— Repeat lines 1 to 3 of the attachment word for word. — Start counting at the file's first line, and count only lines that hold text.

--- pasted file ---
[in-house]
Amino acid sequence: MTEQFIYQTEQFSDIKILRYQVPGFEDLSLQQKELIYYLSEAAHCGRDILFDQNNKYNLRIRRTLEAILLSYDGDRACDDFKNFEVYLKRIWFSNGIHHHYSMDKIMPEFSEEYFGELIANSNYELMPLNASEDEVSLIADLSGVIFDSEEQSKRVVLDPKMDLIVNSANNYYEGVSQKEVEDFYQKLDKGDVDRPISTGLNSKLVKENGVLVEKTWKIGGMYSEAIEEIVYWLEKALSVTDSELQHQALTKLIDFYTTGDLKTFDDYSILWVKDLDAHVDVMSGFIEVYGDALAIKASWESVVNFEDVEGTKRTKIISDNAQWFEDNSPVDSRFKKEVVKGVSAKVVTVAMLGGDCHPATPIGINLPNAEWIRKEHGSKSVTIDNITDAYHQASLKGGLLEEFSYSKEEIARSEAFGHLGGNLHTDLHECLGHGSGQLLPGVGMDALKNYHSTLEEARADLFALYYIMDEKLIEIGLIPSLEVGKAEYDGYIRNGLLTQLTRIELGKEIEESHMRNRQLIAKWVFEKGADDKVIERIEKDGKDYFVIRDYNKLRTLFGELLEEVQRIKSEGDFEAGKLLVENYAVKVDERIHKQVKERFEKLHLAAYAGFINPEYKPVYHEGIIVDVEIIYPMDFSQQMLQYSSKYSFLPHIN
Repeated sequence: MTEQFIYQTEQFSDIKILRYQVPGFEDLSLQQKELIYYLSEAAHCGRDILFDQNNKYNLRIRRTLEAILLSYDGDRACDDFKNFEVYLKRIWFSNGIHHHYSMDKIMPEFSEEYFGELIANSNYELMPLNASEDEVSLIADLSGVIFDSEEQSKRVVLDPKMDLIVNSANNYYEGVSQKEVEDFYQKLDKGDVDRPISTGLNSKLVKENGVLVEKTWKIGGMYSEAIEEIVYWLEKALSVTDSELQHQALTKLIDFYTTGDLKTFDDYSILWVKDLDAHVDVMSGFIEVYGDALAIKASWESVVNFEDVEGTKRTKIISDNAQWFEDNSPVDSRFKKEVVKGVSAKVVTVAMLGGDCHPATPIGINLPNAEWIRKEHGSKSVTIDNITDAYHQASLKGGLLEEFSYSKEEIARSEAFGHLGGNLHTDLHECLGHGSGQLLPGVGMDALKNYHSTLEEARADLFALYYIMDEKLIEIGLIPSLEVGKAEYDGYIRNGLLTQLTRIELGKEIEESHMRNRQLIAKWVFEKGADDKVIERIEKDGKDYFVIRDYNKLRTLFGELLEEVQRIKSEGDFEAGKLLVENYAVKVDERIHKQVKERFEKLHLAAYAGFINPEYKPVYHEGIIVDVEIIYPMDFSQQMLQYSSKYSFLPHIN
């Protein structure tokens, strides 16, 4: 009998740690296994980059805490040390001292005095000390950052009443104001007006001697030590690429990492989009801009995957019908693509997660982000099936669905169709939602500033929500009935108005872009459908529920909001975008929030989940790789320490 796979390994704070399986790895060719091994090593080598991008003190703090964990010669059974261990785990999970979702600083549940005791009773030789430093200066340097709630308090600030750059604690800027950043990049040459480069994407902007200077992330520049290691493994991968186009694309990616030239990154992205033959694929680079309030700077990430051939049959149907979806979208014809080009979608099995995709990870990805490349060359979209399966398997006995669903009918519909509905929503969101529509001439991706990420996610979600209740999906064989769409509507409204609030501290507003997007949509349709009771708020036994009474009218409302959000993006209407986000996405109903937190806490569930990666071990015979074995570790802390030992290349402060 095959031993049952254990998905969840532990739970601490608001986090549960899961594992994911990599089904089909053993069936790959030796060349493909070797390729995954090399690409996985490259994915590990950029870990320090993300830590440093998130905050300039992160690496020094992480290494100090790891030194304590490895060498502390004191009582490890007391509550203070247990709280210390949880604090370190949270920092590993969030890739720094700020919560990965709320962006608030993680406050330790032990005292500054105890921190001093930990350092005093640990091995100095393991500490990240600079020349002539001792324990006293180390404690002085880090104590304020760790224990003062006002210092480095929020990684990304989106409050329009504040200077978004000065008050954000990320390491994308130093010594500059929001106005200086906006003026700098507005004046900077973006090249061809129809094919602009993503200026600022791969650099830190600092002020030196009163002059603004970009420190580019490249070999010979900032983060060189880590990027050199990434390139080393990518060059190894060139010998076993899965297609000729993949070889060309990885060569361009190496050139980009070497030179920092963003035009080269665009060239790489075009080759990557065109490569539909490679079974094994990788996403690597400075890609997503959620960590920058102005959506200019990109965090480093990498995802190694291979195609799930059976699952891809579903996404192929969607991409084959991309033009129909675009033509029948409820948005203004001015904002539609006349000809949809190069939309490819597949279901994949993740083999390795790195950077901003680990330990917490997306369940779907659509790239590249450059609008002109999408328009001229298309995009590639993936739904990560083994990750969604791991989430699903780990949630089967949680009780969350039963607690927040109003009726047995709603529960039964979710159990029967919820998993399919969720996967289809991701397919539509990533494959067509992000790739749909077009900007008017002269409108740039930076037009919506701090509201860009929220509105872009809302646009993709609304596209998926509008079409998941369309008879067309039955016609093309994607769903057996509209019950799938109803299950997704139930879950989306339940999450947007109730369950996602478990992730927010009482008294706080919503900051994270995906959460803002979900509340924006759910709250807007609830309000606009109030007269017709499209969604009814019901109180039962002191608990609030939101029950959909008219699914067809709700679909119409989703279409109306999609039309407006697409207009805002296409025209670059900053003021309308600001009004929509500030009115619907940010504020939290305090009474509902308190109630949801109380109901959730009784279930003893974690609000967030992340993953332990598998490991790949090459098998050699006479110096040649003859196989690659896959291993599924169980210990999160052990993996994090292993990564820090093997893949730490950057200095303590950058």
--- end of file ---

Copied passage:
[in-house]
Amino acid sequence: MTEQFIYQTEQFSDIKILRYQVPGFEDLSLQQKELIYYLSEAAHCGRDILFDQNNKYNLRIRRTLEAILLSYDGDRACDDFKNFEVYLKRIWFSNGIHHHYSMDKIMPEFSEEYFGELIANSNYELMPLNASEDEVSLIADLSGVIFDSEEQSKRVVLDPKMDLIVNSANNYYEGVSQKEVEDFYQKLDKGDVDRPISTGLNSKLVKENGVLVEKTWKIGGMYSEAIEEIVYWLEKALSVTDSELQHQALTKLIDFYTTGDLKTFDDYSILWVKDLDAHVDVMSGFIEVYGDALAIKASWESVVNFEDVEGTKRTKIISDNAQWFEDNSPVDSRFKKEVVKGVSAKVVTVAMLGGDCHPATPIGINLPNAEWIRKEHGSKSVTIDNITDAYHQASLKGGLLEEFSYSKEEIARSEAFGHLGGNLHTDLHECLGHGSGQLLPGVGMDALKNYHSTLEEARADLFALYYIMDEKLIEIGLIPSLEVGKAEYDGYIRNGLLTQLTRIELGKEIEESHMRNRQLIAKWVFEKGADDKVIERIEKDGKDYFVIRDYNKLRTLFGELLEEVQRIKSEGDFEAGKLLVENYAVKVDERIHKQVKERFEKLHLAAYAGFINPEYKPVYHEGIIVDVEIIYPMDFSQQMLQYSSKYSFLPHIN
Repeated sequence: MTEQFIYQTEQFSDIKILRYQVPGFEDLSLQQKELIYYLSEAAHCGRDILFDQNNKYNLRIRRTLEAILLSYDGDRACDDFKNFEVYLKRIWFSNGIHHHYSMDKIMPEFSEEYFGELIANSNYELMPLNASEDEVSLIADLSGVIFDSEEQSKRVVLDPKMDLIVNSANNYYEGVSQKEVEDFYQKLDKGDVDRPISTGLNSKLVKENGVLVEKTWKIGGMYSEAIEEIVYWLEKALSVTDSELQHQALTKLIDFYTTGDLKTFDDYSILWVKDLDAHVDVMSGFIEVYGDALAIKASWESVVNFEDVEGTKRTKIISDNAQWFEDNSPVDSRFKKEVVKGVSAKVVTVAMLGGDCHPATPIGINLPNAEWIRKEHGSKSVTIDNITDAYHQASLKGGLLEEFSYSKEEIARSEAFGHLGGNLHTDLHECLGHGSGQLLPGVGMDALKNYHSTLEEARADLFALYYIMDEKLIEIGLIPSLEVGKAEYDGYIRNGLLTQLTRIELGKEIEESHMRNRQLIAKWVFEKGADDKVIERIEKDGKDYFVIRDYNKLRTLFGELLEEVQRIKSEGDFEAGKLLVENYAVKVDERIHKQVKERFEKLHLAAYAGFINPEYKPVYHEGIIVDVEIIYPMDFSQQMLQYSSKYSFLPHIN